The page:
This article was published in yesterday’s Wall Street Journal. It again illustrates how Medicare operates with one hand tied behind its back.
WSJ, June 17, 2010
By Alicia Mundy
Medicare could save more than $500 million annually by using a cheaper Genentech drug to save vision, according to a draft study by federal officials and a University of Miami eye doctor.
The study shows that the cheaper drug, Avastin, is already used in about 65% of Medicare patients with wet age-related macular degeneration and accounts for nearly 60% of their eye injections, compared with about 40% for a more expensive drug called Lucentis. However, Medicare paid $537 million for Lucentis in 2008 and only $20 million for Avastin, according to the unpublished study, which was reviewed by The Wall Street Journal.
The numbers point to a delicate problem for the federal program for the elderly, whose rising costs are often cited as among the biggest long-term factors in the federal budget deficit. Both drugs are made by Genentech, but only Lucentis is approved by the Food and Drug Administration to treat the disease, the leading cause of irreversible blindness among older people.
Clinical trials suggest that Avastin, approved by the FDA to treat some forms of cancer, is also effective in treating the eye disease. Doctors have been "voting for Avastin with their feet," said Philip Rosenfeld, a retina specialist at the University of Miami's Bascom Palmer Eye Institute and one of the study's authors. Some pharmacies take supplies of Avastin and divide it into tiny doses suitable for injection in the eye.
The study, based on data from more than 200,000 Medicare patients, found that Medicare paid on average $42 a dose for Avastin in the eye, compared with $1,593 a dose for Lucentis.
Genentech, part of Roche Holding AG, says Avastin's risks and benefits in eye disease aren't known. It says the high price of Lucentis is justified by the drug's benefits in preventing blindness and the years of research Genentech put into demonstrating efficacy. A Genentech spokeswoman declined to comment on the Medicare study.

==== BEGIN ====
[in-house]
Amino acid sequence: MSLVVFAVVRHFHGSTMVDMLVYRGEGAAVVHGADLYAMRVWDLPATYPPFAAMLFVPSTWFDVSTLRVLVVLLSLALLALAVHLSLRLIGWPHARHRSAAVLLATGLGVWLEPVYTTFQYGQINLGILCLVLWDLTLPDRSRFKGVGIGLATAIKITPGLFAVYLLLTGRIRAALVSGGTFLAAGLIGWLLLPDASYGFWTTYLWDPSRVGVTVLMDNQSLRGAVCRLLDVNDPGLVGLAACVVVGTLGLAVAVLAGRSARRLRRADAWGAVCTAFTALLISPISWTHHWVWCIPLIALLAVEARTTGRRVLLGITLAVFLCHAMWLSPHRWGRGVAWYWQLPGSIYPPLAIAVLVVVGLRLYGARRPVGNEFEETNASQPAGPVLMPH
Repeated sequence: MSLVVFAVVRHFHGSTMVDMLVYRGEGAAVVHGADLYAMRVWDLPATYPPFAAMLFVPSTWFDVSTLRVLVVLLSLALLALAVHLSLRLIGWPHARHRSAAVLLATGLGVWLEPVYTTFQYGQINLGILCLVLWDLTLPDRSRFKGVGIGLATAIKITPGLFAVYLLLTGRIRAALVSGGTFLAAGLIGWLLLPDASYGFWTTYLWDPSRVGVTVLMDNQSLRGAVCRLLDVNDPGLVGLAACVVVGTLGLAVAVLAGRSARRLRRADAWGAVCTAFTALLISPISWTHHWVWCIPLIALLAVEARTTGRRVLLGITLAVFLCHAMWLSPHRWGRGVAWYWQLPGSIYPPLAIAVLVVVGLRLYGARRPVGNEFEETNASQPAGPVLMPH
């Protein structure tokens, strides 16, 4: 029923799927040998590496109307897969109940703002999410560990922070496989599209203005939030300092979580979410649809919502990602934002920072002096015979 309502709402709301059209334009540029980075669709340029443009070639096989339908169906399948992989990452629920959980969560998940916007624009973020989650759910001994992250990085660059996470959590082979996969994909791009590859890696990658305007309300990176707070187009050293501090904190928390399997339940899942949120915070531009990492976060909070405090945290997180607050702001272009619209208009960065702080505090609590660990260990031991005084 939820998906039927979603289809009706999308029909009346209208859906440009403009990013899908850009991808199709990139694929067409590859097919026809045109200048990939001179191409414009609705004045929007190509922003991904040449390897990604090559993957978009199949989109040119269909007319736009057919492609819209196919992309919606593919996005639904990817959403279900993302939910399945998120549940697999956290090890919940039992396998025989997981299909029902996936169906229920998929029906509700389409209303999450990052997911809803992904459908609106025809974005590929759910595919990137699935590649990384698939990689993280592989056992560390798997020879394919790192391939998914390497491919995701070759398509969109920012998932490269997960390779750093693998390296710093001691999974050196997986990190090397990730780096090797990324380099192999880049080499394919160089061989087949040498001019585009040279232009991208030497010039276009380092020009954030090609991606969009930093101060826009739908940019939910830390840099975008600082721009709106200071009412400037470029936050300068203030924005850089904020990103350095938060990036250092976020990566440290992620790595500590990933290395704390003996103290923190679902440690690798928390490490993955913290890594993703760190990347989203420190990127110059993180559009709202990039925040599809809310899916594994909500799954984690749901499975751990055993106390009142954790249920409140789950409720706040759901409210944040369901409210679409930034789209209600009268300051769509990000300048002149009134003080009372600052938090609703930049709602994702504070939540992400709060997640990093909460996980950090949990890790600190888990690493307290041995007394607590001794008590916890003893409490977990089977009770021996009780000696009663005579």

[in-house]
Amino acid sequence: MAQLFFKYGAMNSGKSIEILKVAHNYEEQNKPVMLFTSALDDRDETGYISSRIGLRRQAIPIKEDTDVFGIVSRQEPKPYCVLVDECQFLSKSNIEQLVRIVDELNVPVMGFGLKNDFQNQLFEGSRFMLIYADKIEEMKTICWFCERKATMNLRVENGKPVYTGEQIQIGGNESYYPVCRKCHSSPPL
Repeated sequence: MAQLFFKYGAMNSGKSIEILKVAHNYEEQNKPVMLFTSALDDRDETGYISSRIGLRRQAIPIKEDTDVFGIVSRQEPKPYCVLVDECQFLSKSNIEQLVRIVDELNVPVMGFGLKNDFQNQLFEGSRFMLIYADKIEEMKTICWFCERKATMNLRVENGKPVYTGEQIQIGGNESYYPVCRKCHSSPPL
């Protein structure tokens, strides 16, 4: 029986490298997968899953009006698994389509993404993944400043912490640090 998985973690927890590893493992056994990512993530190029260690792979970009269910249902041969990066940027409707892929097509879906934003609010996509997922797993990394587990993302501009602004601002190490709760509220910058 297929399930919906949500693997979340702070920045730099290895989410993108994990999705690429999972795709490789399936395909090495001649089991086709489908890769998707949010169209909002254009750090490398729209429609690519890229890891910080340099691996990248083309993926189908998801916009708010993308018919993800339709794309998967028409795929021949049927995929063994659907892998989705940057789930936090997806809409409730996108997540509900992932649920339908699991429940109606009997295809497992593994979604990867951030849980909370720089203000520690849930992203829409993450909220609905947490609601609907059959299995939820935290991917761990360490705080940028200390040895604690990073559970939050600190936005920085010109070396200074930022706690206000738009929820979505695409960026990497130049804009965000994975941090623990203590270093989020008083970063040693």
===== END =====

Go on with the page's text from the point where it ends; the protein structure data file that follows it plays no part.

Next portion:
Three of the study's four authors are officials at the Centers for Medicare and Medicaid Services, the federal agency that administers Medicare.
Dr. Rosenfeld, the fourth, said the authors completed their work last year but have run into roadblocks getting top officials at the agency to allow them to submit the study to a medical journal and peer review. He charged that the agency was trying to suppress the study to avoid antagonizing Genentech and added, "I'm tired of the delaying tactics."
Medicare's chief medical officer, Barry Straube, denied any effort to hinder release of the data. He said he hadn't realized that the authors viewed the matter as pressing and said, "I think we can speed this up significantly."
Dr. Straube said he had no problem with the data collected by the authors but is waiting for more information from them about how the data can be translated into policy. He said Medicare is prohibited from doing cost-effectiveness analysis.
The purpose of the study, Dr. Rosenfeld said, was to ascertain how many doctors are using Avastin instead of Lucentis, as a measurement of the standard of care for the eye disease. "Doctors want to know if they are treating patients the way other physicians are, and this helps them," he said.
Sen. Herb Kohl, a Wisconsin Democrat who is chairman of the Senate Committee on Aging, criticized the delay in publishing the study. "It is baffling that CMS would delay the release of this data when there are hundreds of millions of taxpayer dollars at stake," he said.
Mr. Kohl said it is "puzzling to me ... that the federal government continues to reimburse Lucentis at 40 times the amount to treat the same conditions."
Dr. Rosenfeld co-authored a key study showing Lucentis's success in slowing down macular degeneration. He pioneered the use of Avastin in the eye in 2005, while awaiting the FDA's approval of Lucentis. A study of 131 patients published last week in the British Medical Journal BMJ
said Avastin was safe and effective in treating macular degeneration.
(Editor’s Note: In the small study – only 131 patients, recently published in the British Medical Journal, Avastin was compared to verteporfin PDT, Macugen, and a sham laser treatment for wet AMD. The study was started before Lucentis was approved for use in the UK, and the Avastin was used off-label. I have provided a link to the original article in the BMJ.)
Dr. Rosenfeld said he was now concerned that because of Lucentis's high price to patients-Medicare covers only 80% of the cost-many can't continue treatment and some doctors don't give injections frequently enough to hold off blindness.
Last fall, the federal Medicare center tried to roll back payments to eye doctors using Avastin by more than 80%. The lower rate would have pushed doctors to prescribe more Lucentis, even at higher cost to the federal government.